Ingestion of amatoxin-containing mushrooms can lead to fulminant hepatotoxicity and death. Despite recent interest in therapeutic options for amatoxin-exposed patients, there is no single, recommended treatment for amatoxin poisoning. Alpha-amanitin, the principal toxin in amatoxin-containing mushrooms, requires entry into hepatocytes via organic anion transporting polypeptide (OATP) 1B3 before the cascade of cellular events occurs leading to hepatocyte necrosis, liver failure, and in severe cases liver transplantation or death. Three patients managed through a single poison centre with confirmed amatoxin-containing mushrooms ingestions were treated with intravenous cyclosporine, a known potent OATP1B3 inhibitor, along with supportive care. All patients presented with classic delayed symptoms of nausea, vomiting and diarrhea. No patient progressed to fulminant hepatic failure, although two patients developed a transient rise in liver transaminases. All recovered and were discharged from hospital. No patient had an adverse effect from cyclosporine. In addition, we performed an in-vitro study of the role of cyclosporine in cultured HEK293T cells and human hepatoma Huh7 cells. Cyclosporine effectively inhibited OATP1B3-mediated uptake of alpha-amanitin, and improved cell viability of alpha-amanitin exposed cultured Huh7 cells. We conclude that IV cyclosporine, a drug readily available in most hospitals, may be useful to reduce hepatotoxicity from amatoxin poisoning.
Background Chronic obstructive pulmonary disease (COPD) causes 3 million deaths each year, yet 38% of COPD patients continue to smoke. Despite proof of effectiveness and universal guideline recommendations, smoking cessation interventions are underused in practice. We sought to develop an infographic featuring personalized biomedical risk assessment through future lung function decline prediction (with vs without ongoing smoking) to both prompt and enhance clinician delivery of smoking cessation advice and pharmacotherapy, and augment patient motivation to quit. Methods We recruited patients with COPD and pulmonologists from a quaternary care center in Toronto, Canada. Infographic prototype content and design was based on best evidence. After face validation, the prototype was optimized through rapid-cycle design. Each cycle consisted of: (1) infographic testing in a moderated focus group and a clinician interview (recorded/transcribed) (with questionnaire completion); (2) review of transcripts for emergent/critical findings; and (3) infographic modifications to address findings (until no new critical findings emerged). We performed iterative transcript analysis after each cycle and a summative qualitative transcript analysis with quantitative (descriptive) questionnaire analysis. Results Stopping criteria were met after 4 cycles, involving 20 patients (58% male) and 4 pulmonologists (50% male). The following qualitative themes emerged: Tool content (infographic content preferences); Tool Design (infographic design preferences); Advantages of Infographic Messaging (benefits of an infographic over other approaches); Impact of Tool on Determinants of Smoking Cessation Advice Delivery (impact on barriers and enablers to delivery of smoking cessation advice in practice); and Barriers and Enablers to Quitting (impact on barriers and enablers to quitting). Patient Likert scale ratings of infographic content and format/usability were highly positive, with improvements in scores for 20/21 questions through the design process. Providers scored the infographic at 77.8% (“superior”) on the Suitability Assessment of Materials questionnaire. Conclusions We developed a user preference-based personalized biomedical risk assessment infographic to drive smoking cessation in patients with COPD. Our findings suggest that this tool could impact behavioural determinants of provider smoking-cessation advice delivery, while increasing patient quit motivation. Impacts of the tool on provider care, patient motivation to quit, and smoking cessation success should now be evaluated in real-world settings.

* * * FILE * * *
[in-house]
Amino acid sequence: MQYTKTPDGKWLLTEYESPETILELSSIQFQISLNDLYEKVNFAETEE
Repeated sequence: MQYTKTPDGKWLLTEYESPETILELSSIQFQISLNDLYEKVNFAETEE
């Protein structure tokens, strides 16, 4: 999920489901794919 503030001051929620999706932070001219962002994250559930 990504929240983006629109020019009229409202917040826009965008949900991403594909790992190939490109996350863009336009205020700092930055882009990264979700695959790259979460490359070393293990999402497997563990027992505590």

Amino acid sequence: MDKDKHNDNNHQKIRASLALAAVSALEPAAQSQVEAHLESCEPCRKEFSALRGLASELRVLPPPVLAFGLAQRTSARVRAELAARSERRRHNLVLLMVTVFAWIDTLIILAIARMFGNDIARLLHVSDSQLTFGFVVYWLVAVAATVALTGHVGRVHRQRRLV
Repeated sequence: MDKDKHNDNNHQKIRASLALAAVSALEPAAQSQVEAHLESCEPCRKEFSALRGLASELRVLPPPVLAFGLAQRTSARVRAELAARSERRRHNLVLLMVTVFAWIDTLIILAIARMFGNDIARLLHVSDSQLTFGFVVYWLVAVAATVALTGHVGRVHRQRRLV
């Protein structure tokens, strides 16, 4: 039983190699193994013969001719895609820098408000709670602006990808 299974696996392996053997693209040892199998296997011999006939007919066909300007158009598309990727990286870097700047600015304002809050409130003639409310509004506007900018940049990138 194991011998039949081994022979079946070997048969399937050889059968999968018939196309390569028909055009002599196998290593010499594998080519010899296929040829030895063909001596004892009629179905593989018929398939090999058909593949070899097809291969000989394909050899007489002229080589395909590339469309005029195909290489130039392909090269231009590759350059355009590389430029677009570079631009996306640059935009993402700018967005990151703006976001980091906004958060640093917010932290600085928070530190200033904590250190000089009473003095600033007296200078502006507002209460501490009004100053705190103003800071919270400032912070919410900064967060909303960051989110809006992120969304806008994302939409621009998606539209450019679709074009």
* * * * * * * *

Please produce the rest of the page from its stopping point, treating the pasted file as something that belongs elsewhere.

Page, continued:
Copy number variants (CNVs) are recognized as a crucial genetic cause of neurodevelopmental disorders (NDDs). Chromosomal microarray analysis (CMA), the first-tier diagnostic test for individuals with NDDs, has been utilized to detect CNVs in clinical practice, but most reports are still from populations of European ancestry. To contribute more worldwide clinical genomics data, we investigated the genetic etiology of 410 Han Chinese patients with NDDs (151 with autism and 259 with unexplained intellectual disability (ID) and developmental delay (DD)) using CMA (Affymetrix) after G-banding karyotyping. Among all the NDD patients, 109 (26.6%) carried clinically relevant CNVs or uniparental disomies (UPDs), and 8 (2.0%) had aneuploidies (6 with trisomy 21 syndrome, 1 with 47,XXY, 1 with 47,XYY). In total, we found 129 clinically relevant CNVs and UPDs, including 32 CNVs in 30 ASD patients, and 92 CNVs and 5 UPDs in 79 ID/DD cases. When excluding the eight patients with aneuploidies, the diagnostic yield of pathogenic and likely pathogenic CNVs and UPDs was 20.9% for all NDDs (84/402), 3.3% in ASD (5/151), and 31.5% in ID/DD (79/251). When aneuploidies were included, the diagnostic yield increased to 22.4% for all NDDs (92/410), and 33.6% for ID/DD (87/259). We identified a de novo CNV in 14.9% (60/402) of subjects with NDDs. Interestingly, a higher diagnostic yield was observed in females (31.3%, 40/128) compared to males (16.1%, 44/274) for all NDDs ( P = 4.8 × 10 ⁻⁴ ), suggesting that a female protective mechanism exists for deleterious CNVs and UPDs.